Rattie also encouraged the students to focus on new technology, and not just assume solutions will be developed someday. He pointed out "R&D aimed at allowing us to continue to use fossil fuels while waiting for a breakthrough in other technologies seems a rational thing to do."

    Before closing, Rattie took another swipe at the current climate change legislation being considered in Congress, calling it a futile attempt to eliminate CO2 emissions related to fossil fuel use.

    "The media dwells on the potential harm from global warming, but ignores the fact that the costs borne to address it will also harm us," he said. "We have a finite amount of wealth in the world to address a long list of problems—hunger, poverty, malaria, nuclear proliferation, to name a few ... The opportunity cost of diverting a large part of current wealth to solve a potential problem 50 to 100 years from now means we do ‘less good’ dealing with these other problems.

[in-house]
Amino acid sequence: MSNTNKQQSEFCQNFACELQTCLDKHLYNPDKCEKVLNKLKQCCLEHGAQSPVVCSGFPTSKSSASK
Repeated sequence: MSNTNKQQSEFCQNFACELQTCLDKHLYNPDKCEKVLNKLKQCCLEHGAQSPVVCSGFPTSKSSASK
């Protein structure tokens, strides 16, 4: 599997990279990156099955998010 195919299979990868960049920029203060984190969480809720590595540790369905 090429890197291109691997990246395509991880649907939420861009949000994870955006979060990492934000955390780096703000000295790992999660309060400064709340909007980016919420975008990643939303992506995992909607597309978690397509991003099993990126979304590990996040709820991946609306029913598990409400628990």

"Let me close by returning to the lessons my generation learned from the 1970s energy crisis," said Rattie. "We learned that energy choices favored by politicians but not confirmed by markets are destined to fail. If history has taught us anything it’s that we should let markets determine how much energy gets used, what types of energy get used, and where, how and by whom energy gets used. What’s more, no form of energy is perfect, thus only markets can weigh the advantages and disadvantages of different energy forms. Instead, government’s role is to set reasonable standards for environmental performance, and make sure markets work."

    Related News:

    House Cap-and-Trade Bill Passage a Setback for C-store, Petroleum Industry

    • About

    Related Content

    Related Content